If you’re in the mood for reading about horror this Halloween month, there are lots of choices. You really don’t even need to turn to a book—just turn on the evening news.
On second thought, a book might be a way to escape from reality and into imagination, where heroes conquer evildoers, pandemics are cured and spirits are simply fading memories of happier times.
Real horror fans like me won’t settle for happy endings too often, but scary tales are more than just witches, vampires, ghosts, zombies and the usual Halloween trappings. Horror can be found on any street, any town and almost any family.
Imagine if you will a perfectly normal home on an affluent street in London—like the house in “The Family Upstairs” by Lisa Jewell. It’s a normal home and average family… at least until the parents befriend a group of people who come to visit, and who worm their way into the home and life of a family. Multiple narrators will keep you guessing: Exactly who is who? You won’t know who to believe while reading this twisted tale of dysfunctional families.
Dan Simmons is an author I’ve just started to read, and he writes about horror in many forms. In “Song of Kali,” an American writer treks to Calcutta with his wife and infant daughter. Bobby, working for a publisher, is searching for a famous Indian poet who supposedly has a new epic poem for publication. However, M. Das has been out of the public eye for years. In India, the little family finds a city full of thieves, trash, illness, slums and other horrors. Bobby finds himself drawn into a web of intrigue that leads to tragedy.
Closer to home, scary stories abound in our state. Read “Supernatural Arkansas” by Alan Lowe and Jason Hall, and you’ll want to take an October haunted house tour. Then there are some creatures you can’t really make an appointment to see, like the Lake Conway Monster, or the Skunk Ape who’s notorious for his incredibly bad odor. Arkansas is also home to the White River Monster near Newport and the Gowrow monster near Self. We also have plenty of poltergeists, spirits and those mysterious lights that we heard about around the campfire.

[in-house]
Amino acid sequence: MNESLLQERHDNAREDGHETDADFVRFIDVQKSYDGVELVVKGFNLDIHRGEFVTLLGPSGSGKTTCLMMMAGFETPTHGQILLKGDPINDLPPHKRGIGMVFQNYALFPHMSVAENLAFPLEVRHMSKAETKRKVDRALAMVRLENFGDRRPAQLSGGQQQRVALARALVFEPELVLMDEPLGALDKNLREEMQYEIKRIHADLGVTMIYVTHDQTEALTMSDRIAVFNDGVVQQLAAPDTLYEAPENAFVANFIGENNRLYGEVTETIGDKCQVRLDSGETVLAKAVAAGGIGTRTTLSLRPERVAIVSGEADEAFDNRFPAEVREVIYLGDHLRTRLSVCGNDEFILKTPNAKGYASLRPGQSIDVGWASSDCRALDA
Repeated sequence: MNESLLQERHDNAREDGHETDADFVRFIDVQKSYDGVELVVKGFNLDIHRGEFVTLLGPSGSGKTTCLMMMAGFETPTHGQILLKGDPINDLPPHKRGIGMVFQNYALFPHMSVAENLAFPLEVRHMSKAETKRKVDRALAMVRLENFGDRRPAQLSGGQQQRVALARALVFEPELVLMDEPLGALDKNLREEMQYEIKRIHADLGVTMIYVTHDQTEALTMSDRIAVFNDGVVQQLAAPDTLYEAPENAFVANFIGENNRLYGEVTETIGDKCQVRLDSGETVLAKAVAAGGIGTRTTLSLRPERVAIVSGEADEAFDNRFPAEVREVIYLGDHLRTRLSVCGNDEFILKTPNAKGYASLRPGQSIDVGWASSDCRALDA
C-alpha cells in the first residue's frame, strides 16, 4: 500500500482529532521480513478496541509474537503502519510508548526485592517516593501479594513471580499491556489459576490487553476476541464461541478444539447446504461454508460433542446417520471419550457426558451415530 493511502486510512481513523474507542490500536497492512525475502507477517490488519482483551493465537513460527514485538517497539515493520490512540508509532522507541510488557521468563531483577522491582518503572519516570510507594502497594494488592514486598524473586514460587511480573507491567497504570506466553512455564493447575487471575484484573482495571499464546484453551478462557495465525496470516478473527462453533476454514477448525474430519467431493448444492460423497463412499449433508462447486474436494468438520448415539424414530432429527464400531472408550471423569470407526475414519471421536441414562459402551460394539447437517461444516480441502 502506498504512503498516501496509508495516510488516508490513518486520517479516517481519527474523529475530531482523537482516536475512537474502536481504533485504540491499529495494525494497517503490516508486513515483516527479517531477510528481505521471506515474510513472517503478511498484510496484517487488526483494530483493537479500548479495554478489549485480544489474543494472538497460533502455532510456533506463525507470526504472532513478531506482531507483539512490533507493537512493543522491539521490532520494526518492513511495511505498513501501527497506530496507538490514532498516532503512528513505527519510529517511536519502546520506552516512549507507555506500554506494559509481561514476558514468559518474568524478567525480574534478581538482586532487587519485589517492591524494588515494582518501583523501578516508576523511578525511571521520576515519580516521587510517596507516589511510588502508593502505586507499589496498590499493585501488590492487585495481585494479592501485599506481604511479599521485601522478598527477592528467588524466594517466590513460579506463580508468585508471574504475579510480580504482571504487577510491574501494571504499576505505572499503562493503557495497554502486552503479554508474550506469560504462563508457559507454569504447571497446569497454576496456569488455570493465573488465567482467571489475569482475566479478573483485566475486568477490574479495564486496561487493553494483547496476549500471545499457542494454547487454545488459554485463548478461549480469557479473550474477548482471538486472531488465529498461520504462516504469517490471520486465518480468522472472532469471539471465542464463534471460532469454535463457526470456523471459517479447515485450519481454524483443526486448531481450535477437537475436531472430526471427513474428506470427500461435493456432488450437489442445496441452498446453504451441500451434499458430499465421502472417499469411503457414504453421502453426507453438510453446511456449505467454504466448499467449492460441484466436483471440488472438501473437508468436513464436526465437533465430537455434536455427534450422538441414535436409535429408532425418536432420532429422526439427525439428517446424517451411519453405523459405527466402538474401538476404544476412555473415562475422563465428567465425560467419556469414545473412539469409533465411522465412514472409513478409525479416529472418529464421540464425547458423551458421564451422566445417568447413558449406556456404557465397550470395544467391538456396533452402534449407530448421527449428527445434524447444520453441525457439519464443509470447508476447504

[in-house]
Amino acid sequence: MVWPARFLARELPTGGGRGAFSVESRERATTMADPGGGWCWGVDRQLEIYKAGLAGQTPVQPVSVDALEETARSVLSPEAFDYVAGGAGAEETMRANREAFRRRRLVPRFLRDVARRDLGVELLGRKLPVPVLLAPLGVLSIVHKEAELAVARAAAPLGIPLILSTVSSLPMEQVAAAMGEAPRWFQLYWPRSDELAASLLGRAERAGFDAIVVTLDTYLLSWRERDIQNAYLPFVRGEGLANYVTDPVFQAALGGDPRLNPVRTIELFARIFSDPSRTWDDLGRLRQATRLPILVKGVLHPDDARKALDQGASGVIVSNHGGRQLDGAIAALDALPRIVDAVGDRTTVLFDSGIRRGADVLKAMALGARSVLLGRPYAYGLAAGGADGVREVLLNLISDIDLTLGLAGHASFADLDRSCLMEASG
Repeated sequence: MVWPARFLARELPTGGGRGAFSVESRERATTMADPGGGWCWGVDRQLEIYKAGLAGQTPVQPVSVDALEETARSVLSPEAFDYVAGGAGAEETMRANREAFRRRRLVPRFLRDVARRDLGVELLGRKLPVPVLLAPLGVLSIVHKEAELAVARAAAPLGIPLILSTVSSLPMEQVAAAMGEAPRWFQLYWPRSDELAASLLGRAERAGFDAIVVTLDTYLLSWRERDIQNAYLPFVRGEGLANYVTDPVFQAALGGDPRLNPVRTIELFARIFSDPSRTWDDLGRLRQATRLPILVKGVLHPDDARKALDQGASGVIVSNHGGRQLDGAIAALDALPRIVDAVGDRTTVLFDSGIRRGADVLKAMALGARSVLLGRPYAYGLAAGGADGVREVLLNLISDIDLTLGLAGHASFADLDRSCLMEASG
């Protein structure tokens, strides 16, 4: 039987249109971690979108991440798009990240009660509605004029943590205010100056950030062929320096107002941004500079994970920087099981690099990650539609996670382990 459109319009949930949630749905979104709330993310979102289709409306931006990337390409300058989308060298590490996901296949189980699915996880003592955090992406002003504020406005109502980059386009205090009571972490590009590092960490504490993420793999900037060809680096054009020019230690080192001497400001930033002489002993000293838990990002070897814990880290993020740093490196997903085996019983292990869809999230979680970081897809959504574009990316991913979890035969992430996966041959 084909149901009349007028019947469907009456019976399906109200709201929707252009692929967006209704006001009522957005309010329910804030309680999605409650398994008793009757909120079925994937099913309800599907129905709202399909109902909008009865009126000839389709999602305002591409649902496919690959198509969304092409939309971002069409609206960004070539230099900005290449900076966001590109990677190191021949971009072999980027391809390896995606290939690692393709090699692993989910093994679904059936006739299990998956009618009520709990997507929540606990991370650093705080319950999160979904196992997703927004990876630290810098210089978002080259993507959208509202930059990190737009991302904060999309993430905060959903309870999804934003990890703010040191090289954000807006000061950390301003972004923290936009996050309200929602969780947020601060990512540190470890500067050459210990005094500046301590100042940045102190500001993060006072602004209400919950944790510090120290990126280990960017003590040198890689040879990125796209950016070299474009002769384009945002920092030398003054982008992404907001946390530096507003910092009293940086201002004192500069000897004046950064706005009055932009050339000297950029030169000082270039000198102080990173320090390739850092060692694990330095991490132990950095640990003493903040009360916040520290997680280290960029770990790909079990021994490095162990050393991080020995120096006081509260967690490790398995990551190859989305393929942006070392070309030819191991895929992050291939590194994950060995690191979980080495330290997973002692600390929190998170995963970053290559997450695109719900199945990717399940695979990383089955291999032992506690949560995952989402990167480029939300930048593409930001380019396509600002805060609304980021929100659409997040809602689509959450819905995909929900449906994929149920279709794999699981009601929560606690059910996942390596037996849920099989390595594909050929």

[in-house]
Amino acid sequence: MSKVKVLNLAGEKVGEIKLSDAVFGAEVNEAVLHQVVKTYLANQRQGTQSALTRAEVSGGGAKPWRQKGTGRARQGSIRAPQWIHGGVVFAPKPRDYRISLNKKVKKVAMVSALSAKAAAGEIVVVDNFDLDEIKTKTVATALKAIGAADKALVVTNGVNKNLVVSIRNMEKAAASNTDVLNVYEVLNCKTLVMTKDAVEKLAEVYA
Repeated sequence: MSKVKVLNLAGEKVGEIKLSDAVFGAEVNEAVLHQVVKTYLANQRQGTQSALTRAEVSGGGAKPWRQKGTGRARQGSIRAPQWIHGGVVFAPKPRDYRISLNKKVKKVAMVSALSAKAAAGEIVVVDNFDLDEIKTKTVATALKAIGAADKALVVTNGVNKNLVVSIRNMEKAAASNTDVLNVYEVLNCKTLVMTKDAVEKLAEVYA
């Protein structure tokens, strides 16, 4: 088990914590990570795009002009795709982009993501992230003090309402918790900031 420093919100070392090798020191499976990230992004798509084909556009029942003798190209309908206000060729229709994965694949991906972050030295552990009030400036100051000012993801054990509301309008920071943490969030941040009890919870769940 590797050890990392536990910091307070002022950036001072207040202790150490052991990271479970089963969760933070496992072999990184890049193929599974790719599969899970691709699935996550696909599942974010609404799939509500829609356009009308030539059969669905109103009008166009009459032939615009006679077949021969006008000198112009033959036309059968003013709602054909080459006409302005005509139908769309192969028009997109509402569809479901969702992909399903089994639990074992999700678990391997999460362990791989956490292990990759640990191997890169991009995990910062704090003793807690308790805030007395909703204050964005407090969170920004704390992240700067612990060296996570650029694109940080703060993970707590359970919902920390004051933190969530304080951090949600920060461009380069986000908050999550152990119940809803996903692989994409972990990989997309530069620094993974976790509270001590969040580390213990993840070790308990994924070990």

In “Haunted Little Rock” by Linda L. Howell, you’ll learn about some haunted places that you might have seen, but never knew the stories about, such as Taborian Hall (formerly the Dreamland Ballroom, now Arkansas Flag and Banner), Robinson Center Music Hall, Little Rock City Hall and many others in our capital city. On the way there, you’ve no doubt driven past Woodson Lateral Road after you leave Sheridan. The book describes the legend about why it’s known as a road to avoid if possible.
Whether you believe in them or not, many people swear to have seen manifestations of long-departed residents of homes, or simply unknown spirits gathering around certain places. Have you heard of the Allen House in nearby Monticello? It’s the setting of “A Haunted Love Story” by Mark Spencer. This majestic old home has quite a story and had several owners and families who lived there over its century-long history. The house has been featured on the TV shows “Ghost Hunters,” “Paranormal Witness” and several others. Presently, the author and his family reside there. According to the book, when they saw the home, they wanted to buy it, even after hearing the rumors that it was haunted.
Even Jonesboro, often called the “City of Churches,” has its share of ghost stories that you can read about in “Haunted Jonesboro” by Edward L. Underwood. One of the most famous is of Charlie, the ghostly projectionist at the old Strand Theater (now the Forum). There’s something about theaters: Our own Rialto Theater is mentioned in “Supernatural Arkansas,” and it’s well-known as a south Arkansas haunted site.
Yes, it’s certainly time to get into a ghost story mood: The air is chillier, and the days are ending earlier. It’s the season to light up a fire pit and see who has the best and creepiest stories!
Lauri Wilson is the cataloging and digital content manager at South Arkansas Community College.